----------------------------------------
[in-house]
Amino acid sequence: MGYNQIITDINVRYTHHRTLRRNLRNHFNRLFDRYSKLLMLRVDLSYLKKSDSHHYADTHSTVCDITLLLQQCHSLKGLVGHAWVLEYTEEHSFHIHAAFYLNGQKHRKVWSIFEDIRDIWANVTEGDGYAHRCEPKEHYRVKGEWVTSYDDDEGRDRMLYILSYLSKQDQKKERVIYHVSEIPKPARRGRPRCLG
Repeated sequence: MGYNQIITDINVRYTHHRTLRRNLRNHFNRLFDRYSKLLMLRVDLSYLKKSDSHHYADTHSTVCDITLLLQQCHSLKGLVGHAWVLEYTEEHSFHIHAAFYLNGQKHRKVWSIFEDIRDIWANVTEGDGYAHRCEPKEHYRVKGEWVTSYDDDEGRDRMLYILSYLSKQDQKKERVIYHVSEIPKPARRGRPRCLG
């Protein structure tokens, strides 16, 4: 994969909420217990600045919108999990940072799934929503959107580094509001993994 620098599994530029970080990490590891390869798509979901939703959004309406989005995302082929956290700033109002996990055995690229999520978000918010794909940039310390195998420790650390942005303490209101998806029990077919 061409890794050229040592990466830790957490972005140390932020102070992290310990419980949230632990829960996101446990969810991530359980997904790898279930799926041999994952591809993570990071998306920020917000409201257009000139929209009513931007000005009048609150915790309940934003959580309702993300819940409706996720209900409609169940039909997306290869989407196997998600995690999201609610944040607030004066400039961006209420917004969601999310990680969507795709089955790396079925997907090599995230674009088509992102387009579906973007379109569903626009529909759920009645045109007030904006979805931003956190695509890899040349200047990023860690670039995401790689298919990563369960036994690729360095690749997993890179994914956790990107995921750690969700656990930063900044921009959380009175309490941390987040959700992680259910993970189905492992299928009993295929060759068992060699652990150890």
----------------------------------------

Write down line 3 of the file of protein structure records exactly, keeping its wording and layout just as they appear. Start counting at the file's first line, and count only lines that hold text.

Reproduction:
Repeated sequence: MGYNQIITDINVRYTHHRTLRRNLRNHFNRLFDRYSKLLMLRVDLSYLKKSDSHHYADTHSTVCDITLLLQQCHSLKGLVGHAWVLEYTEEHSFHIHAAFYLNGQKHRKVWSIFEDIRDIWANVTEGDGYAHRCEPKEHYRVKGEWVTSYDDDEGRDRMLYILSYLSKQDQKKERVIYHVSEIPKPARRGRPRCLG